CapoVelo.com - | Uber Suspends Driverless Car Trial After Crash
44372
post-template-default,single,single-post,postid-44372,single-format-standard,no_animation

Uber Suspends Driverless Car Trial After Crash

uber-self-driving-car

Uber has suspended its trial of self-driving vehicles after one ended up on its side following a crash in Tempe, Arizona.

The vehicle—a Volvo XC90—was driving autonomously with a pair of Uber engineers up front but no passengers, when another vehicle failed to yield. No one was seriously injured, and the incident occurred on a stretch of road that locals say “isn’t very safe.”

Even so, the company said it was grounding driverless cars involved in a pilot program in Arizona, Pittsburgh and San Francisco pending the outcome of investigation into the crash on Friday evening in Tempe.

“We are continuing to look into this incident,” an Uber spokeswoman said.

The accident occurred when the driver of a second vehicle “failed to yield” to the Uber vehicle while making a turn, said Josie Montenegro, a spokeswoman for the Tempe Police Department.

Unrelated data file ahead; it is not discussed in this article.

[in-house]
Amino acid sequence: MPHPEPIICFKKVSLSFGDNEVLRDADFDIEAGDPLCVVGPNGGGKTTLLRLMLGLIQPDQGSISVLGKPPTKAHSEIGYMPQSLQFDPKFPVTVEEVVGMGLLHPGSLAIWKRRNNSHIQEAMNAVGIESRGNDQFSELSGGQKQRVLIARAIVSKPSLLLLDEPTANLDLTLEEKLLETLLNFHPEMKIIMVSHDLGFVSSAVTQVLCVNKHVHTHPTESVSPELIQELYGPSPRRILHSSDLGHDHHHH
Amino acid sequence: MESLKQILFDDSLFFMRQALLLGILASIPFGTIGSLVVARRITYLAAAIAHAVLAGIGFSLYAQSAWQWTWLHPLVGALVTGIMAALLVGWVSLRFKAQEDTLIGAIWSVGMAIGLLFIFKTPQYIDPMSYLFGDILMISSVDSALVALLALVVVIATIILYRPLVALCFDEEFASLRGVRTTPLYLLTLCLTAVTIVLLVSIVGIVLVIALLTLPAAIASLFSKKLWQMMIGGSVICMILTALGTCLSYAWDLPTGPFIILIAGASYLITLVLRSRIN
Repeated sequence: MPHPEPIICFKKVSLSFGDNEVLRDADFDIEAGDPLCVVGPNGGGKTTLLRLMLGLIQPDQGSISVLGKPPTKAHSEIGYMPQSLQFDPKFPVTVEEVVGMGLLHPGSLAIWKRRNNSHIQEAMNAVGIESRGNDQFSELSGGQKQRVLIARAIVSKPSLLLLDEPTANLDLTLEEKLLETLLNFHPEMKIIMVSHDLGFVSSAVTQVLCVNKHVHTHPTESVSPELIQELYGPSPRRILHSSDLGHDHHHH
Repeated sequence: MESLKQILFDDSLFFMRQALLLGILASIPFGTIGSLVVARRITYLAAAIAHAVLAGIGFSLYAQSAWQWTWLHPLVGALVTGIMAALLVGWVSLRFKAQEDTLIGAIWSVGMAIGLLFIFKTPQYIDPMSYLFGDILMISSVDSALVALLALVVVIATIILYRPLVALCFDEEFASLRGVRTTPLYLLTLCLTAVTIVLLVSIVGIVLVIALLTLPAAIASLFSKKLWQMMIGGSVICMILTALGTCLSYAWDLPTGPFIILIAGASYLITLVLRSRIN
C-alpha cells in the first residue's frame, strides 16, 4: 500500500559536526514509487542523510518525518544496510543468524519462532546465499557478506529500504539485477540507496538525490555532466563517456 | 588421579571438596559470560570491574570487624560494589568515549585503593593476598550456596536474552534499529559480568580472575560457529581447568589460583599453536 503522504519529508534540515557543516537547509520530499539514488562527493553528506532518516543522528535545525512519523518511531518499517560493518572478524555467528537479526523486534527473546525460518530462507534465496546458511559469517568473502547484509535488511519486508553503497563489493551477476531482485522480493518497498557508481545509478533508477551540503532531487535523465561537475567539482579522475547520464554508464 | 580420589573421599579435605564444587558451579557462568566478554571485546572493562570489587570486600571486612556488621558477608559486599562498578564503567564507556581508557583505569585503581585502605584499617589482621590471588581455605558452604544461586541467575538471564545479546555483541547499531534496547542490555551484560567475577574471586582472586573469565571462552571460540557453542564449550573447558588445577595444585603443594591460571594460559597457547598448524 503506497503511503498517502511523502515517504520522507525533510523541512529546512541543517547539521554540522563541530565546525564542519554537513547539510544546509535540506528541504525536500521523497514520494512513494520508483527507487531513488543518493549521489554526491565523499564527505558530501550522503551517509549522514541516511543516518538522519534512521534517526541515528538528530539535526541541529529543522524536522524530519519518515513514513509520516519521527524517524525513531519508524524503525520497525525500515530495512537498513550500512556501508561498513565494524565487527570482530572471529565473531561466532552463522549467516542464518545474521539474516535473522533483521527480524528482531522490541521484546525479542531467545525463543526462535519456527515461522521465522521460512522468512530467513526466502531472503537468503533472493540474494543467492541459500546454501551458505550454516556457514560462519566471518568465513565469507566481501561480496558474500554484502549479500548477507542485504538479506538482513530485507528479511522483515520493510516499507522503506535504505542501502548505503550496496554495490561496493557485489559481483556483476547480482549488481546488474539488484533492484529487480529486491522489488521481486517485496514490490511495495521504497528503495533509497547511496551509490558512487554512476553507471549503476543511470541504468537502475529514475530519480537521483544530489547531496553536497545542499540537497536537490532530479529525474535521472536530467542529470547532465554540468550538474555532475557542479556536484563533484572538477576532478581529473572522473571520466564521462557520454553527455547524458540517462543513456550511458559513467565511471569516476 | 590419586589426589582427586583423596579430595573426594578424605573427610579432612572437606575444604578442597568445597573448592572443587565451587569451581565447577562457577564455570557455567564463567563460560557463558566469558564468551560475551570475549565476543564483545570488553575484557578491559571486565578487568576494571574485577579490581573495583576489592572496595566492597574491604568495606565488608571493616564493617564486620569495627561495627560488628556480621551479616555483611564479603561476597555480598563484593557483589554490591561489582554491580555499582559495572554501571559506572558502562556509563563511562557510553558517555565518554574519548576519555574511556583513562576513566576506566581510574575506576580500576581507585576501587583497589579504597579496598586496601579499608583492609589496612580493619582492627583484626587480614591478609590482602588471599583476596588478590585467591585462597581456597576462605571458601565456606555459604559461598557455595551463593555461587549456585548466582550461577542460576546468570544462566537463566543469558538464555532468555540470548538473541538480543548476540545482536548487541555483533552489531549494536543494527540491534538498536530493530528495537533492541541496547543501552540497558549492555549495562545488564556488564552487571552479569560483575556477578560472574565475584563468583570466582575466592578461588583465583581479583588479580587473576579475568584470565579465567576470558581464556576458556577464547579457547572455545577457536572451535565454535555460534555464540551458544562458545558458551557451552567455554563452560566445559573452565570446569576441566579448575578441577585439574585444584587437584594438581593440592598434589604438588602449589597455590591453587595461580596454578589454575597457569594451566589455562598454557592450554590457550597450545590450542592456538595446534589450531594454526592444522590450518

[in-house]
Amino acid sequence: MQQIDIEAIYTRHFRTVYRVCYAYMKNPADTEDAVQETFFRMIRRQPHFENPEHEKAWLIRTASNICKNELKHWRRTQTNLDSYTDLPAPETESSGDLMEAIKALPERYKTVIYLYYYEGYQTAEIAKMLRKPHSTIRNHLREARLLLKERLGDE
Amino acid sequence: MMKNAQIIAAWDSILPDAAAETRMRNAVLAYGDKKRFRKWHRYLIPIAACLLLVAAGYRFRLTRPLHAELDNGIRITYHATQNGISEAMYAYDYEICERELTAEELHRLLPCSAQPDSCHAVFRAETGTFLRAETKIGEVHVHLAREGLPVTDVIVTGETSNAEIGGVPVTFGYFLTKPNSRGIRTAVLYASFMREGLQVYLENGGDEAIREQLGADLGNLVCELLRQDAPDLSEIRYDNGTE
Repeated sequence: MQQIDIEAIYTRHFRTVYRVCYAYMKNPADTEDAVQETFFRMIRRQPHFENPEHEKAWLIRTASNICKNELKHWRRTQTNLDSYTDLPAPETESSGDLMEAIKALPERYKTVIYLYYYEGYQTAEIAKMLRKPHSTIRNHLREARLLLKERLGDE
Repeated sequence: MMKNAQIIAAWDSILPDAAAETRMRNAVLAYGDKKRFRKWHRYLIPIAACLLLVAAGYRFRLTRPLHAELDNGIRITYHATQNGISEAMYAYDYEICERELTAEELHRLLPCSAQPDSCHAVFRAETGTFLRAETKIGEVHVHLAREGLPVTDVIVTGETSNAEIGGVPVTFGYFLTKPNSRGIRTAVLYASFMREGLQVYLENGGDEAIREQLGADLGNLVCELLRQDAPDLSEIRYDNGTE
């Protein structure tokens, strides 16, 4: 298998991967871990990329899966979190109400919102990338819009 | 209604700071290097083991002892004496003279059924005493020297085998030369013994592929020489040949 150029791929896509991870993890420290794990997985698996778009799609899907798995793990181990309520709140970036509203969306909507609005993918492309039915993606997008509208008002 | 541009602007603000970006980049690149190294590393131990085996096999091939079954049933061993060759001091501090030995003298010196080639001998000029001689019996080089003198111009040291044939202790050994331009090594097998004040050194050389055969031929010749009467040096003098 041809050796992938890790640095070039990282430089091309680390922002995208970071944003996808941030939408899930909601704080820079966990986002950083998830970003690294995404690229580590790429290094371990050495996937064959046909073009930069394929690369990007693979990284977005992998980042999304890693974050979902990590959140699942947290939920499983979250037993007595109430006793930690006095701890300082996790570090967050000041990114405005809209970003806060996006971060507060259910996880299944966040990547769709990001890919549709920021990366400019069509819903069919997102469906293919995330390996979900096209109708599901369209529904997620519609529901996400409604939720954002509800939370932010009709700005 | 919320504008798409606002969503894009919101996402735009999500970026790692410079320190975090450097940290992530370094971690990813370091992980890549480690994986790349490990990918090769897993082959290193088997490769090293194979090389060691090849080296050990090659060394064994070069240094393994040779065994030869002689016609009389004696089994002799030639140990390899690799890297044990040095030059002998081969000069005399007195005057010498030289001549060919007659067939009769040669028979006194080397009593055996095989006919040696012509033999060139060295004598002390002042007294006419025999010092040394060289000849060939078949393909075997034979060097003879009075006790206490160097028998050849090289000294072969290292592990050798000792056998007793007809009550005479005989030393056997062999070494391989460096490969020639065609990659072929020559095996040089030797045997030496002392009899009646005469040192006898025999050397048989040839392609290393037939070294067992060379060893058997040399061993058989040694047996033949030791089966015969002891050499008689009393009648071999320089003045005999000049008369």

“The vehicles collided, causing the autonomous vehicle to roll onto its side,” she added. “There were no serious injuries.”

Two ‘safety’ drivers were in the front seats of the Uber car, which was in self-driving mode at the time of the crash, Uber acknowledged, a standard requirement for its self-driving vehicles. The back seat was empty.

Photos and a video posted on Twitter, showed a Volvo SUV flipped on its side after an apparent collision involving two other, slightly damaged cars. Uber said the images appeared to be from the Tempe crash scene.

uber-self-driving-crash-fresco-news

When Uber launched the pilot program in Pittsburgh last year, it said that driverless cars “require human intervention in many conditions, including bad weather.” It also said the new technology had the potential to reduce the number of traffic accidents in the country.

The collision comes days after Uber’s former president Jeff Jones quit less than seven months after joining the San Francisco-based company, the latest in a string of high-level executives who have departed in recent months.

In February, Alphabet’s Waymo self-driving car unit sued Uber and its Otto autonomous trucking subsidiary, alleging theft of proprietary sensor technology.

 

Leave a reply
Share on